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Format: Audio CD Verified Purchase
I am glad to see that many other reviewers here and elsewhere seem to be truly enjoying this album, but I simply am not able to. I have tried and tried, and I have waited to review this album for a long time hoping that it would click, but it has not. I think that each previous Agalloch full length was a masterpiece, but I am simply finding it difficult to return to this album - I have to make myself do it, and that's not good. I think that they tried some new ideas here, using more subtle crescendos, rhythms similar to Tool in some places, and a more nuanced approach. For years, people have compared Agalloch to Opeth, even though there were few similarities, in my opinion. On this album, actually, The Astral Dialog sort of evokes the Moor to me, intentionally or unintentionally. So they have tried to mix it up a bit, which should be a good thing, but I simply cannot seem to be able to focus on the music and stay engaged throughout the listening, even if I am fully devoted to this album without any distractions.

Also, those interludes do not do much for me at all. They are not the reason that I am giving this album three stars, but they are not helping either. I think that they are very nice pieces, but I think that it might have worked better if they have incorporated some of them as pieces of longer songs.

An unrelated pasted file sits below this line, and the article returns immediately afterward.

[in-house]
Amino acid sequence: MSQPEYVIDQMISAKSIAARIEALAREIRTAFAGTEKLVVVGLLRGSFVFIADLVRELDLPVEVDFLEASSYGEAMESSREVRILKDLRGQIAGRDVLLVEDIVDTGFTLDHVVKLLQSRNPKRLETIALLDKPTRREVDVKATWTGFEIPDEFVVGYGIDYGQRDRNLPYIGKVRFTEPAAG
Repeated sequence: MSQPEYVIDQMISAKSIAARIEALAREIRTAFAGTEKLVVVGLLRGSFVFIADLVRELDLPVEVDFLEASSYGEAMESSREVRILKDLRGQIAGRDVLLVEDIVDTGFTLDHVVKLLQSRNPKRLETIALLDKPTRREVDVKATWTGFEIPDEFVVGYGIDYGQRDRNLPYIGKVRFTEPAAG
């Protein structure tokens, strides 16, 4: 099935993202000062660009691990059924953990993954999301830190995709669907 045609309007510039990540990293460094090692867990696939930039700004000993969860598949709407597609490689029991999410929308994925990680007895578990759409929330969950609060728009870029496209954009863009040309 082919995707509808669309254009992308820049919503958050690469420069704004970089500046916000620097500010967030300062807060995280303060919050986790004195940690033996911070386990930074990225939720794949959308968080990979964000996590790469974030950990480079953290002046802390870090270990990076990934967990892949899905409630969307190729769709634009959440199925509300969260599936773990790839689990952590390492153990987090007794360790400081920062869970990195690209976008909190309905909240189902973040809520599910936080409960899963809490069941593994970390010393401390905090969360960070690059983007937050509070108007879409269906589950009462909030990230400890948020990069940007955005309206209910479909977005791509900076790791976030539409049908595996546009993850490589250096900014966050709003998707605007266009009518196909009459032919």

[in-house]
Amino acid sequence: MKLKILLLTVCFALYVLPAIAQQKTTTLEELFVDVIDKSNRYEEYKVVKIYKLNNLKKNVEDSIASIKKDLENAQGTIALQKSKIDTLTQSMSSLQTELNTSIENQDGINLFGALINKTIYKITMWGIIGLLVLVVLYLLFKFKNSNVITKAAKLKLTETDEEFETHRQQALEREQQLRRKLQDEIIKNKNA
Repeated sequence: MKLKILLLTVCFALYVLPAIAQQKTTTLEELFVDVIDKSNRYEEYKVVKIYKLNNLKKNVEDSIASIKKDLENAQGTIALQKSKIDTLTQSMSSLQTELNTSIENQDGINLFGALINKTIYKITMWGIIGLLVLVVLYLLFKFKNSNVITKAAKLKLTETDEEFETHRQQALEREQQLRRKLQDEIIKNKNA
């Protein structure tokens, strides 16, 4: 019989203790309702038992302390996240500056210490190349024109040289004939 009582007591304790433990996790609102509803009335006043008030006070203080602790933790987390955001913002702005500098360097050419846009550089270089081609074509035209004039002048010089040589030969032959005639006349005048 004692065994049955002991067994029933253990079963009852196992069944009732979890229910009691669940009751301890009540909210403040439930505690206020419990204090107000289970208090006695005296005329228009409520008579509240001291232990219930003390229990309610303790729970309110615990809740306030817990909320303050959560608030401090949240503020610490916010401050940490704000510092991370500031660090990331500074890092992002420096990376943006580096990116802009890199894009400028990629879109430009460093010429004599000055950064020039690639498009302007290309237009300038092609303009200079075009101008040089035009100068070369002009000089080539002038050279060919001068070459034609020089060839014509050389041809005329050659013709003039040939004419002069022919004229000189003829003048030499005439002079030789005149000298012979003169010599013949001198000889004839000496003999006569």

In the end, I am giving this album three stars (and not two or one), because I realize that some of my disappointment stems from Agalloch setting such a high standard with their previous albums.
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Format: Audio CD
With every Agalloch album I am again astonished how much potential this band has. John Haughm has one of the most character-laden, remarkable voices in the Black Metal genre. Musically, the band plays enormously atmospheric and a song can easily span an entire arc from calmly clean melodic harmonies to powerful metal chords and back. And yet they manage to never sound mainstream.

So far so good. On the downside, like all their albums before, unfortunately, also this release suffers a little bit from the fact that the band really does not exactly have the most excellent musicians. Little technical mistakes here and there, though never catastrophic, are many enough in number to become annoying for a musically apt listener. This might not matter much if you prefer Darkthrone-like LoFi Black Metal, but I feel Agalloch have always held themselves to a different standard with a more brilliant sound and try to play the genre at a different level. Another reviewer praised the "perfectionism" of this release. My biggest problem with it is the absence thereof.

Another point is that I feel many songs have substantial and unnecessary overlength. Perhaps this results from the band liking a certain part so much that they decide to play it in a loop of 100 times where 16 times would have been enough. When jamming this is not a problem and even live this might work, but it is suboptimal on an album. Take track 2 (serpens caput) as example: A wonderful beautiful melody! But where does it go? It plays for almost 3 minutes without any significant development as a repetetive loop, and with every repetition the theme gets a little bit less exciting. Sad because the melody is really nice and could have flourished if presented in an appropriate context instead of standing by itself.